In retrospect, technological advancement has been one of the factors underpinning the expansion of the medical field. Over the years, new technological inventions have led to the introduction of new medical perspectives ranging from diagnosis, treatment and prevention of different health conditions and disorders. In the field of mental health, technological advancement seems to have augmented psychological treatment interventions, as well as the assessment of various aspects of different mental disorders. According to Ritterband et al. (2003), the evolution of web-based intervention platforms holds the potential for enhancing treatment for conditions in which patients show little interest seeking for treatment. In this context, it is worth noting that most interventions for mental disorders focus on behavioral modifications which, in turn plays an integral role in improving the underlying symptoms. On the other hand, health-related information websites have been found to be useful to patients. This has been evidenced by Pew Research Center (2002), in which surveys show that people’s knowledge on different health condition has been improved through internet education. Therefore, this essay proposes hypoactive sexual desire disorder (HSDD) as the psychological issue that can be addressed through web-based interventions.
HSDD is one of the sexual dysfunction disorders which need extensive focus. In the past, this disorder has not received substantial attention from healthcare professionals. Evidence shows that most healthcare providers, especially physicians are not interested in sharing sexual information regarding HSDD with their patients (Kimuyu, 2018). On the other hand, most patients are not open to seek treatment for sexual dysfunction. Despite these barriers to the treatment of HSDD, the impact of this disorder exhibits clinical significance. Evidence indicates that the prevalence of HSDD among men in the United States ranges from 13% to 28%, whereas the prevalence among women ranges from 26% to 43% (Gingell et al., 2005). This phenomenon has been reaffirmed by Clayton (2010) who reports the prevalence of HSDD to be 1 in every 10 women in the US and similar epidemiological trends have been observed in the UK population. Therefore, internet intervention will be of great significance in addressing the challenges faced by patients to access treatment from physicians. Additionally, a web-based intervention will provide an extended physicians opportunity to reach out to patients who are unable to obtain interventions from the traditional healthcare facilities. In this case, a web-based treatment intervention (WBTI) will be ideal for addressing the key issues related to HSDD. The rationale for this proposal is based on the fact that hand-held computer devices are now flooding the market; thus lifting the challenge of band-width. Second, this intervention can be tailored to meet the needs of the patients through web-based applications. As such, this approach will address the issue of compliance which hinders the achievement of the desired intervention outcomes.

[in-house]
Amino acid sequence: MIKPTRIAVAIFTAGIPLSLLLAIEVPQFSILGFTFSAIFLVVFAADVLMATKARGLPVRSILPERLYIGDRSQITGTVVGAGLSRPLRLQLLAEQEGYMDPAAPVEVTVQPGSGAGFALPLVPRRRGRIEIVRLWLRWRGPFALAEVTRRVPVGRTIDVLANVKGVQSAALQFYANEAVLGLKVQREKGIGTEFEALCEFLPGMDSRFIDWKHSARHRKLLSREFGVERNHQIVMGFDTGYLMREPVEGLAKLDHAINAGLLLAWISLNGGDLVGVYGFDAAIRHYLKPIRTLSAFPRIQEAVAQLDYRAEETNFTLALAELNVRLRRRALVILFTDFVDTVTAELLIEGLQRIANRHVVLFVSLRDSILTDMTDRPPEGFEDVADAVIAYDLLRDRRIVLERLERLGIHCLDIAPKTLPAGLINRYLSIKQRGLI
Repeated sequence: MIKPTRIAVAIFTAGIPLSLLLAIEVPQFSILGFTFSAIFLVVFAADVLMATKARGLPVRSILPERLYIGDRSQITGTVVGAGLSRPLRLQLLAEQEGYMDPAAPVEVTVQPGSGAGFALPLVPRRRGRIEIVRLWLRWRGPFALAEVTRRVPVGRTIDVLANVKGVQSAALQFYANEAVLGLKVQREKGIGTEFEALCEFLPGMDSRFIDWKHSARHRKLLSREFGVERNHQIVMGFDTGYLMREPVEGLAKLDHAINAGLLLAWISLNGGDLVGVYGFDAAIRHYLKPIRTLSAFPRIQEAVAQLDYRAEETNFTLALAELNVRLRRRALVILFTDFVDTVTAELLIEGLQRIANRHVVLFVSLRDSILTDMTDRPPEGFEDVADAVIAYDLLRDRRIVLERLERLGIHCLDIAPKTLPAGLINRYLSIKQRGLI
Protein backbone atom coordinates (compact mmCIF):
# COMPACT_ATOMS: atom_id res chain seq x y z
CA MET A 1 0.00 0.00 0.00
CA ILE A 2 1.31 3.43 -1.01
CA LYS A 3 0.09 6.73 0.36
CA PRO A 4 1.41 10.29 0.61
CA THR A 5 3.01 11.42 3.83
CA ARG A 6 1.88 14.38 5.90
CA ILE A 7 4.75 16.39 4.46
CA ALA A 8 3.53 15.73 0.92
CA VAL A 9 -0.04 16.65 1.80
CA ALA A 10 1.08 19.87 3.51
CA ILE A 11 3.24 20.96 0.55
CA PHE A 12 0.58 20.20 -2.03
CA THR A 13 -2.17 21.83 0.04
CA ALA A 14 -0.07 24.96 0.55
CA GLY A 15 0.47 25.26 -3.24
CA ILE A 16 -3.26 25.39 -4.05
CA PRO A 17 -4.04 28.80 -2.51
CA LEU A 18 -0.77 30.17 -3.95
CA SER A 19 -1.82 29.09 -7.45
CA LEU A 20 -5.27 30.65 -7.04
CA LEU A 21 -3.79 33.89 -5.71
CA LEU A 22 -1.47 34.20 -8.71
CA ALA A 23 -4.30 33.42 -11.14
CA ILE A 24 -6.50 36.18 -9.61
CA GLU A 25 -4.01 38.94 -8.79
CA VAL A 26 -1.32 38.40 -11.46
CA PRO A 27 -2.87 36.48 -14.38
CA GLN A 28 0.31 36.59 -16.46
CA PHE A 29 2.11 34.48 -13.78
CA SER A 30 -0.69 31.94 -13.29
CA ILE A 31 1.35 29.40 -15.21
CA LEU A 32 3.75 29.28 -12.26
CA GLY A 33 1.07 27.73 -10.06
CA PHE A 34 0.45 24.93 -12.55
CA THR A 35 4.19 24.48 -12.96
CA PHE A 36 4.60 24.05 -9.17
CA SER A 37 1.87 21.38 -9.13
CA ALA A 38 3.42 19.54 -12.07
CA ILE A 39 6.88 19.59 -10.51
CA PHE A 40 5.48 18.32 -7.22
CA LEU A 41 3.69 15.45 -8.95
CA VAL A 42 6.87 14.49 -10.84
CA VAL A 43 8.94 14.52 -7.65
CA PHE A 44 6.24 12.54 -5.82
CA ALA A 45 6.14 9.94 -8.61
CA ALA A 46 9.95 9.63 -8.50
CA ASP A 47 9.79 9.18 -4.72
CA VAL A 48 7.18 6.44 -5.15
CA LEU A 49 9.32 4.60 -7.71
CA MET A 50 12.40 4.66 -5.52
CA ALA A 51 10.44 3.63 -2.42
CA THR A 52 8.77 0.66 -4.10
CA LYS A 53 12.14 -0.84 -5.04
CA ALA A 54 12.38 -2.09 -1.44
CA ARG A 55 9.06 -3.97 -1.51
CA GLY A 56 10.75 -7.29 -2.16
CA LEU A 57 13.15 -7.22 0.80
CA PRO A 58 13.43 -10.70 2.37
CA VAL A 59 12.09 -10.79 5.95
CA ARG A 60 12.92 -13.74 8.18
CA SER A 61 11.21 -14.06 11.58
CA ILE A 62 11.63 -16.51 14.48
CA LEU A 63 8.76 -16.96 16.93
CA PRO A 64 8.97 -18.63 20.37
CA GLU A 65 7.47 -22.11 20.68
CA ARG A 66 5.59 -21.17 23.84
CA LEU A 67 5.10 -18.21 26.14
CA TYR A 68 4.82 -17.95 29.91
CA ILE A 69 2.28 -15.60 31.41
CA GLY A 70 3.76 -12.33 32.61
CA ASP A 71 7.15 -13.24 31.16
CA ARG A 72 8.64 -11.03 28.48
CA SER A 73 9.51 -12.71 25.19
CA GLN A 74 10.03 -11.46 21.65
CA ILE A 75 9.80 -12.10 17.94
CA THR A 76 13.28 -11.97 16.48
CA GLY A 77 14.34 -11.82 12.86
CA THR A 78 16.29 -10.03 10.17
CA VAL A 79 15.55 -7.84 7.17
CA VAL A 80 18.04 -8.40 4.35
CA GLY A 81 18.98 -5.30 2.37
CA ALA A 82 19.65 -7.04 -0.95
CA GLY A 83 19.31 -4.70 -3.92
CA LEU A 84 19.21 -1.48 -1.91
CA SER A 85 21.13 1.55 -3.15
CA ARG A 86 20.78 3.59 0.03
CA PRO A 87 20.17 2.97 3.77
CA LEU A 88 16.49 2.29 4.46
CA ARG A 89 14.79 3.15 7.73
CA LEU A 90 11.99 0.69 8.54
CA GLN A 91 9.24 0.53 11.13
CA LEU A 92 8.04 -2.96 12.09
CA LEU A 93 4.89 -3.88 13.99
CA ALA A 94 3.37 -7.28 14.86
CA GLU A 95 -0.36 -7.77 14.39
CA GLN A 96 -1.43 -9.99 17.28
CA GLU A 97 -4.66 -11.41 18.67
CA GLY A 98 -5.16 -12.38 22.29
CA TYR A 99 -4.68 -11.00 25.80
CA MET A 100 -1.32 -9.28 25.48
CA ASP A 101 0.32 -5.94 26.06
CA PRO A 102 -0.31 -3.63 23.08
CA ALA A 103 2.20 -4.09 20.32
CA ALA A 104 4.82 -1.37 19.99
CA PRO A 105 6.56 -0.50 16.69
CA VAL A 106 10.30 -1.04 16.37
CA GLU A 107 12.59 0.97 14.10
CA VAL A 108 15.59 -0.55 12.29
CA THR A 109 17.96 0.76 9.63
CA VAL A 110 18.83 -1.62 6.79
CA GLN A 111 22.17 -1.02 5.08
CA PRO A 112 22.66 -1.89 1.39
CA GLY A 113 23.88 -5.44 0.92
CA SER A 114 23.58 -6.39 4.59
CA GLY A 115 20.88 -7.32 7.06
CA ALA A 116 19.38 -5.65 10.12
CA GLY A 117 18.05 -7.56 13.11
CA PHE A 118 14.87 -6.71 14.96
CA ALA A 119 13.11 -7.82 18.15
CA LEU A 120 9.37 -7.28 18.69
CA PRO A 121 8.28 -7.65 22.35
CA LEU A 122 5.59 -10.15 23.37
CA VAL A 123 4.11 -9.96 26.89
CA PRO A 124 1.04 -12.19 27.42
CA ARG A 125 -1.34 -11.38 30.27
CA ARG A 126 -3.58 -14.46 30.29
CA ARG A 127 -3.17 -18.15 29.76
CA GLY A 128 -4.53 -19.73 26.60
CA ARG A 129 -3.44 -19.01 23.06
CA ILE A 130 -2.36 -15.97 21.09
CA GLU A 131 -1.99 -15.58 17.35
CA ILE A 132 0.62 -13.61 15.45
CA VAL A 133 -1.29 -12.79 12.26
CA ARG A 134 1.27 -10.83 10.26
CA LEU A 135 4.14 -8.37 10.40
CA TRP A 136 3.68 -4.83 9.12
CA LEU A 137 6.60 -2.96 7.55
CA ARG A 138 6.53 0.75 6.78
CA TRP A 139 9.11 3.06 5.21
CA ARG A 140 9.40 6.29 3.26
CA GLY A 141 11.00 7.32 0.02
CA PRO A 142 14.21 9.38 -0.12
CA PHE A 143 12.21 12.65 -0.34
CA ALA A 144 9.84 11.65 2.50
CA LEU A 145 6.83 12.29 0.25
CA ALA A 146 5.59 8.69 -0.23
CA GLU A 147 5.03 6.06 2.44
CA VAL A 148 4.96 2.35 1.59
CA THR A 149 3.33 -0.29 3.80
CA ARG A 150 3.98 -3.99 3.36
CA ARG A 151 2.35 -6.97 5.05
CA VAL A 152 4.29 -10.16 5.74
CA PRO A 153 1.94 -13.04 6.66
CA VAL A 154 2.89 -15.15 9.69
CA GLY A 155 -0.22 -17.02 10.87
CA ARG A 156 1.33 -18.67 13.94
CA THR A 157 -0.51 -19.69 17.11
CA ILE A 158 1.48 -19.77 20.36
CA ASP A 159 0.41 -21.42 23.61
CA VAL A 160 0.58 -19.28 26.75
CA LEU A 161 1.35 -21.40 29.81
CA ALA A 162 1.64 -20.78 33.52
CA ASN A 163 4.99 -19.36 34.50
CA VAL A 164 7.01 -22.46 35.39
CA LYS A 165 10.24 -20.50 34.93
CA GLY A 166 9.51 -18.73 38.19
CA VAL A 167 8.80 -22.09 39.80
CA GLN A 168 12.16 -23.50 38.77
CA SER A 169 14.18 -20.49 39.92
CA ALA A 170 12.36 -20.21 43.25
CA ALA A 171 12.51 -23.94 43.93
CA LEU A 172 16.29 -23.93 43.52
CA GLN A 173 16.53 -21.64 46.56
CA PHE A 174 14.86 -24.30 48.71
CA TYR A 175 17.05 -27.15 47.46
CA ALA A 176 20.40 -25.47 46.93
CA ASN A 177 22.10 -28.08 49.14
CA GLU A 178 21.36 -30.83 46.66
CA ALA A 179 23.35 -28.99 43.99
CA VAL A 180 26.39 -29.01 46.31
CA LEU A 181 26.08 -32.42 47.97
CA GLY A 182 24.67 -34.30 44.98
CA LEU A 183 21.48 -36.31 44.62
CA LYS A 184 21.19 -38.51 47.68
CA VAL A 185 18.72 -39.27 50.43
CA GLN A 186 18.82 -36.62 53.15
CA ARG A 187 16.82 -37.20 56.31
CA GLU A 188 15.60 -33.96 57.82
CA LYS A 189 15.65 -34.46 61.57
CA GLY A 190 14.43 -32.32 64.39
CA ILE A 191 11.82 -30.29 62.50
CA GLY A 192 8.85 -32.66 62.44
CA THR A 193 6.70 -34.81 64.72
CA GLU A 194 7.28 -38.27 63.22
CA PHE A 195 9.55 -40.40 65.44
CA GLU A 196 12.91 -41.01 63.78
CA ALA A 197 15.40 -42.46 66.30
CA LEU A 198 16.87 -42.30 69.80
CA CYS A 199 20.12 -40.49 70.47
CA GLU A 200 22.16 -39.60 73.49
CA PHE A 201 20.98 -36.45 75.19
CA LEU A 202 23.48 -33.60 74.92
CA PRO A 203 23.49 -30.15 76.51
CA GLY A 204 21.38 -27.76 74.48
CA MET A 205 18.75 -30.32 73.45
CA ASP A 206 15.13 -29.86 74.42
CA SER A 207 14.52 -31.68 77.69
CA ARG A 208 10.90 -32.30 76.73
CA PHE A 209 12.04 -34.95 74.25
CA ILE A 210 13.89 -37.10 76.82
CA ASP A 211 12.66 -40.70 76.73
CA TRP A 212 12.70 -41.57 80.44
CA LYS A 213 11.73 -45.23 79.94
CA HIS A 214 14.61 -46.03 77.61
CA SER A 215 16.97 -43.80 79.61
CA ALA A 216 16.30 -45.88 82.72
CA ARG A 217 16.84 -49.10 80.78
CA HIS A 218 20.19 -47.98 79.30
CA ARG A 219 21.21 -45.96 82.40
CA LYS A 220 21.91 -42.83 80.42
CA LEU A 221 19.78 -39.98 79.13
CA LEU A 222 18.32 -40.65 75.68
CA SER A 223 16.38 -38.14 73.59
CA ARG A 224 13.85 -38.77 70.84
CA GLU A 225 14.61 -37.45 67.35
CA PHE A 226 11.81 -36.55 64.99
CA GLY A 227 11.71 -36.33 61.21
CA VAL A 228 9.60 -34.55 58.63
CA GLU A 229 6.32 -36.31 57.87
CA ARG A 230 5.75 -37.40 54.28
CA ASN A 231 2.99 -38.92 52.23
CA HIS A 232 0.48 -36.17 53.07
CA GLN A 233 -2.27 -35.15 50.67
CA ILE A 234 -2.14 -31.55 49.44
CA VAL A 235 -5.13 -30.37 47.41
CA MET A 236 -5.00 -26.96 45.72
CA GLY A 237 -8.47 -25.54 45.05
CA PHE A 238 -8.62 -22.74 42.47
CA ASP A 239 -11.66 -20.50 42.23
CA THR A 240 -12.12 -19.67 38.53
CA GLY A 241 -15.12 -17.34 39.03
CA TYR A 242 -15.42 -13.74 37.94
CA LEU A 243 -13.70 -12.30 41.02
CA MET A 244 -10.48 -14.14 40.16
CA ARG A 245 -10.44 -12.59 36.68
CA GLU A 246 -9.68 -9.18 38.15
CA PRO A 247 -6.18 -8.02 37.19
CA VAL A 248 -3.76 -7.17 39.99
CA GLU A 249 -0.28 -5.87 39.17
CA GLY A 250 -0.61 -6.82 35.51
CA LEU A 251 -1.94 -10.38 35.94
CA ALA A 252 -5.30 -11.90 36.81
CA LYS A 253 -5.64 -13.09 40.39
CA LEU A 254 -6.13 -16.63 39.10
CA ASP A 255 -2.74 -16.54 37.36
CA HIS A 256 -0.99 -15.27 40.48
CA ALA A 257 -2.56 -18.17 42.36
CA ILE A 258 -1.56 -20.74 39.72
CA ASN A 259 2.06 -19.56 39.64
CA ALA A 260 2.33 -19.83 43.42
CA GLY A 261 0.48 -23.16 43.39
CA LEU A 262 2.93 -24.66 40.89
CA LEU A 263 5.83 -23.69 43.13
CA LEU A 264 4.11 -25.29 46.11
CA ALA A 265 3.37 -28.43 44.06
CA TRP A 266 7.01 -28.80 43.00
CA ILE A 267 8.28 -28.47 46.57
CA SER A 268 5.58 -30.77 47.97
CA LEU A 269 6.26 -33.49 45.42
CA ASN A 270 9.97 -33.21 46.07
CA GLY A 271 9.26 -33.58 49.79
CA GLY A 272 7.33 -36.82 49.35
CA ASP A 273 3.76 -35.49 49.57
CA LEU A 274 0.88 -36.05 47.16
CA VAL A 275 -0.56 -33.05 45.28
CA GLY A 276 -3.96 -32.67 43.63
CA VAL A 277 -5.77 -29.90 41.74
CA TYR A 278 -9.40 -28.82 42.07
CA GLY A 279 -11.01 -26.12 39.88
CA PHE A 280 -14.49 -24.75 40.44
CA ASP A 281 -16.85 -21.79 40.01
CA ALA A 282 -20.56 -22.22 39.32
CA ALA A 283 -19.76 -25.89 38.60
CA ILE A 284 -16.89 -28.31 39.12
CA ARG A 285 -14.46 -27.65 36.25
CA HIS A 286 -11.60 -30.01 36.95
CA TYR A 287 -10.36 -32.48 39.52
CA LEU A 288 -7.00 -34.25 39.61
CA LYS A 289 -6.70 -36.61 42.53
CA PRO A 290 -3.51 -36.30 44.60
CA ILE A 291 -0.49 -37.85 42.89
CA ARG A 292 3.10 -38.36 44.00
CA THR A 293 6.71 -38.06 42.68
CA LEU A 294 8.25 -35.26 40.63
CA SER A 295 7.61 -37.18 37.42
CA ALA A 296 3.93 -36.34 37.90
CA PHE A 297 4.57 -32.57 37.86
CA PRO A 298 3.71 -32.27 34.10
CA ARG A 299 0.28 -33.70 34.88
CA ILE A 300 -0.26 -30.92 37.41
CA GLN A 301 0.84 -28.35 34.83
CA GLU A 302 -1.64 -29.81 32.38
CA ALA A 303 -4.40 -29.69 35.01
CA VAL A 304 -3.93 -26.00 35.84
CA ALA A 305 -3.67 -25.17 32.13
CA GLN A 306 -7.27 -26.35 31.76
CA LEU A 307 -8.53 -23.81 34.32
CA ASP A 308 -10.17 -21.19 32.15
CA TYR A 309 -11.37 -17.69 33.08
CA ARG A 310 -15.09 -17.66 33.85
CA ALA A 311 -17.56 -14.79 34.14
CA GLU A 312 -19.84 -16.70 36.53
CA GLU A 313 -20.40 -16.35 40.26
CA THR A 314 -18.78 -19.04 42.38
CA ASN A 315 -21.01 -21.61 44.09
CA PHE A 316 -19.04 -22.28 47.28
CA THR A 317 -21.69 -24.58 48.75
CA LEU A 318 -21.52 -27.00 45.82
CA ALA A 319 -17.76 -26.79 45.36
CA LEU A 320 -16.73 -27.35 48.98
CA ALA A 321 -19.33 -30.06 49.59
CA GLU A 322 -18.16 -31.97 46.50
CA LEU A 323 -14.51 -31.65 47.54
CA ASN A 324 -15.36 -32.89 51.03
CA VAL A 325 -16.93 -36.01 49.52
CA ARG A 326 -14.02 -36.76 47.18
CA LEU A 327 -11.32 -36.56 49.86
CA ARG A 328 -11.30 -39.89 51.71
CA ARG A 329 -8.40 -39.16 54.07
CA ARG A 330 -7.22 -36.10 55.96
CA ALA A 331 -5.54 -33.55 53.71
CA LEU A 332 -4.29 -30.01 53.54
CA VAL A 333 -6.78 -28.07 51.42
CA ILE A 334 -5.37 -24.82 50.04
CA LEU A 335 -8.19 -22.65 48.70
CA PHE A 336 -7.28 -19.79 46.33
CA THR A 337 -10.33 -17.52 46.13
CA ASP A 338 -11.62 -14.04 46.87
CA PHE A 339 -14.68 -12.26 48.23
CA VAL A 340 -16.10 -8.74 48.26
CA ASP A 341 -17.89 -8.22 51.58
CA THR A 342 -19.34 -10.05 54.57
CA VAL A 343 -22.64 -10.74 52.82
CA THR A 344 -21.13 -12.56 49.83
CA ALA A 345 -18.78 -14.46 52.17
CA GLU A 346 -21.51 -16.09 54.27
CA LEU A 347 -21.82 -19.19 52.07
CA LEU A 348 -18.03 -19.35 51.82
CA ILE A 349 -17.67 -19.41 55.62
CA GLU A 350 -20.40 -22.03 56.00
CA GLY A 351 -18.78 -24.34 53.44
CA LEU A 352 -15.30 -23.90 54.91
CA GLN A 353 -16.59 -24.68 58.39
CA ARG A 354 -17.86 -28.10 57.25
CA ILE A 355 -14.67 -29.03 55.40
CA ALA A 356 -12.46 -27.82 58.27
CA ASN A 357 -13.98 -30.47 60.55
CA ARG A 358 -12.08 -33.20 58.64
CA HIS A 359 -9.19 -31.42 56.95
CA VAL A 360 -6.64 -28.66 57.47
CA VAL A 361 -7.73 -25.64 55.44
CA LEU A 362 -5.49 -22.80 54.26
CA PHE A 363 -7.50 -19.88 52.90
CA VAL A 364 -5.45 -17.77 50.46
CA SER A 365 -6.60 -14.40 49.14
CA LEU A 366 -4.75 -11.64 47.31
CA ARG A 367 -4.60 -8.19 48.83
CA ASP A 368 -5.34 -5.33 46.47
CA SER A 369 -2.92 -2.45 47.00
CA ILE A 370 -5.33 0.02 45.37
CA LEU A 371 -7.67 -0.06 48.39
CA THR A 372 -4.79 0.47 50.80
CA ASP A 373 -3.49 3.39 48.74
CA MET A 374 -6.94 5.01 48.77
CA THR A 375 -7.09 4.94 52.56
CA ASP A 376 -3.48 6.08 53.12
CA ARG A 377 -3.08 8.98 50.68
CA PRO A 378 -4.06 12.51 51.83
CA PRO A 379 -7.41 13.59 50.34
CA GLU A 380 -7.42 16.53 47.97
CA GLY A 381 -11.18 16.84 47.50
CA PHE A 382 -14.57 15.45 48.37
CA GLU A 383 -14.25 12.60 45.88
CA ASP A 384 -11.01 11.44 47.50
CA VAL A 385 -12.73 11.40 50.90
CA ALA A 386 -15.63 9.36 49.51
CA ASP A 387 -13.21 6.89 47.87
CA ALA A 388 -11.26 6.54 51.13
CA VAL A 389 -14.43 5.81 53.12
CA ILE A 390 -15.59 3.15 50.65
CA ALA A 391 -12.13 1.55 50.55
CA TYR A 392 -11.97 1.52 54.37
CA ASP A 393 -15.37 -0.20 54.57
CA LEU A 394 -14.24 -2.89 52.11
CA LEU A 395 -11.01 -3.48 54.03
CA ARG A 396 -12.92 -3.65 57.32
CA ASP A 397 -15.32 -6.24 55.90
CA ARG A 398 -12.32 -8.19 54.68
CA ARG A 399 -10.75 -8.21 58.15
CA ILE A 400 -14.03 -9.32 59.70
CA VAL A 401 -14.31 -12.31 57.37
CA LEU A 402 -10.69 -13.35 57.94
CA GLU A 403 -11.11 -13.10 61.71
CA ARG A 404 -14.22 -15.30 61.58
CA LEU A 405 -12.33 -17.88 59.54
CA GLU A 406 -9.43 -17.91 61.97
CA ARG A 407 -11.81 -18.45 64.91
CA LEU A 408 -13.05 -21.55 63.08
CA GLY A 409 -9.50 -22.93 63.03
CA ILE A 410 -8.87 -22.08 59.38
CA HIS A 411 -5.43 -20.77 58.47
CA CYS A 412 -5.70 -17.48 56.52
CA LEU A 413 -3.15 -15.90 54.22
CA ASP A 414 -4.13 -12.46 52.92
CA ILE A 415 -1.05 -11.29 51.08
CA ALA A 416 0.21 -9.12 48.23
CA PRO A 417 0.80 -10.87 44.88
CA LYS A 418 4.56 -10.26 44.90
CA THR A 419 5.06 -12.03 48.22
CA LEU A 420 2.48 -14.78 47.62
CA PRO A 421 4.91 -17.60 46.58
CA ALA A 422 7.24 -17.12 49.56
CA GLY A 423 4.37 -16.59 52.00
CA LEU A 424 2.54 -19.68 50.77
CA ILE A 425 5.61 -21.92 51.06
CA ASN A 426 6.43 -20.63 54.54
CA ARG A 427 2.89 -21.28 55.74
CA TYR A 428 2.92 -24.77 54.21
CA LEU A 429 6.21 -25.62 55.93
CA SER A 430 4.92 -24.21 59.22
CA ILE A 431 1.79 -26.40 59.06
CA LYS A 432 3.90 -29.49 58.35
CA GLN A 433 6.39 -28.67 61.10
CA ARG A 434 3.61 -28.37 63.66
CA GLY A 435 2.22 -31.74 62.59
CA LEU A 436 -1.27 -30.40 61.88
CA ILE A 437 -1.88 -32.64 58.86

Overall, the proposed intervention should comprise of several elements. First, it should be designed in a manner that enhances the diagnosis of HSDD. This implies that the intervention should be designed to incorporate the DSM-5 criteria which are recommended for the diagnosis of the disorder. Such an intervention should guide patients to identify the hallmark presentation features of HSDD. For instance, it should be able to reflect the features which are required for HSDD diagnosis including the absence of arousal without stimulation, exclusion of another Axis I disorder, presence of distress and failure to show genital changes, especially during sexual activity (American Psychological Association, 2013a). Second, the intervention should be designed to enable physicians to identify co-morbidity. The rationale for this is based on the fact that most sexual dysfunctions, such as erectile dysfunction, dyspareunia and Vaginismus, co-occur with HSDD. Finally, the proposed internet intervention for HSDD should be designed to facilitate the core treatment approaches including psychotherapy and pharmacotherapy. Of great focus is psychotherapy, primarily sex therapy which engages psychoanalytic strategies to improve intervention outcomes. It is reported that psychoanalytic strategies potentiates sex therapy through enhancing communication between sexual partners which, in turn, improves sexual response cycle. In addition, these behavioral approaches have been found to be helpful in reducing distress among patients experiencing low sexual desire (Sadock & Sadock, 2003).